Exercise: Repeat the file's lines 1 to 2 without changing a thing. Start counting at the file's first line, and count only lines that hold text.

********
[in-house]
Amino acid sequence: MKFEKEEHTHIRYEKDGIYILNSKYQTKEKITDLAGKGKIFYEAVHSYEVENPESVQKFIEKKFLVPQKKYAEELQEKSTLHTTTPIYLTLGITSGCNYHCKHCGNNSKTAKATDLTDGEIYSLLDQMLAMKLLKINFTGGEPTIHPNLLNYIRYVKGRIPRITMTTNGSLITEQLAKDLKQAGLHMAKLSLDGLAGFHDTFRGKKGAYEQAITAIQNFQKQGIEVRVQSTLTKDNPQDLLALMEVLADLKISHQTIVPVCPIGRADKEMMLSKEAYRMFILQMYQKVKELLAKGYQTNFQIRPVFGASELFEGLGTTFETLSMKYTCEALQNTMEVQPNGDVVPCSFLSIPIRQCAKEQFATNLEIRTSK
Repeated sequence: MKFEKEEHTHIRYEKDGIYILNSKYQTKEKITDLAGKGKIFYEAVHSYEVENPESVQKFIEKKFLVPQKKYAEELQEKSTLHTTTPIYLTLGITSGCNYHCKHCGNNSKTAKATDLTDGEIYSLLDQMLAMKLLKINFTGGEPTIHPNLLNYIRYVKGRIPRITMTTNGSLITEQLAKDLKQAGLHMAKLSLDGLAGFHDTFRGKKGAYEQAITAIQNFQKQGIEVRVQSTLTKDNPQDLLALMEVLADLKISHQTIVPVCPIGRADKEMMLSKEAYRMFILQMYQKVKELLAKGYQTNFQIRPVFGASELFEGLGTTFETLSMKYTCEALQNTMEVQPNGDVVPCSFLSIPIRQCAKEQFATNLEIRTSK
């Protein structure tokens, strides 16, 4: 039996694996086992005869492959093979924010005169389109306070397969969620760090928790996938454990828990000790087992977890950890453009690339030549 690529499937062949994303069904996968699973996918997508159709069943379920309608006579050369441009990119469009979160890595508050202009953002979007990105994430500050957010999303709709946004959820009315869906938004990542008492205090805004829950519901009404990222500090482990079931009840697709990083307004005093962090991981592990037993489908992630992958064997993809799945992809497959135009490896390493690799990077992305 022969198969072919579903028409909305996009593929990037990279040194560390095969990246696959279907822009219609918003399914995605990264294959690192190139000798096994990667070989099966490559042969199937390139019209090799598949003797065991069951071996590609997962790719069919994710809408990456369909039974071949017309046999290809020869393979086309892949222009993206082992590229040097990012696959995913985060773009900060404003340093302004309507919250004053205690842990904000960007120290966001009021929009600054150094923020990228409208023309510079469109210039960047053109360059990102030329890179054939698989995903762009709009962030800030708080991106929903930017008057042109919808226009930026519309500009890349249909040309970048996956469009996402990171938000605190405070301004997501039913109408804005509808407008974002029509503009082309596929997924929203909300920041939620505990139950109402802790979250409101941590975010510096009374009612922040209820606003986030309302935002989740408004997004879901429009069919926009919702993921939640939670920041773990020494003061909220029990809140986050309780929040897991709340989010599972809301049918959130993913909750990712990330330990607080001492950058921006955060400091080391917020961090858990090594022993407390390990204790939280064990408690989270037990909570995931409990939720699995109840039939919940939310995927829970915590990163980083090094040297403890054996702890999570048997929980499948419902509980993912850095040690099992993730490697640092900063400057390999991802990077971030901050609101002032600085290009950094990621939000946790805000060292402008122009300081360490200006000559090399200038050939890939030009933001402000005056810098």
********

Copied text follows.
[in-house]
Amino acid sequence: MKFEKEEHTHIRYEKDGIYILNSKYQTKEKITDLAGKGKIFYEAVHSYEVENPESVQKFIEKKFLVPQKKYAEELQEKSTLHTTTPIYLTLGITSGCNYHCKHCGNNSKTAKATDLTDGEIYSLLDQMLAMKLLKINFTGGEPTIHPNLLNYIRYVKGRIPRITMTTNGSLITEQLAKDLKQAGLHMAKLSLDGLAGFHDTFRGKKGAYEQAITAIQNFQKQGIEVRVQSTLTKDNPQDLLALMEVLADLKISHQTIVPVCPIGRADKEMMLSKEAYRMFILQMYQKVKELLAKGYQTNFQIRPVFGASELFEGLGTTFETLSMKYTCEALQNTMEVQPNGDVVPCSFLSIPIRQCAKEQFATNLEIRTSK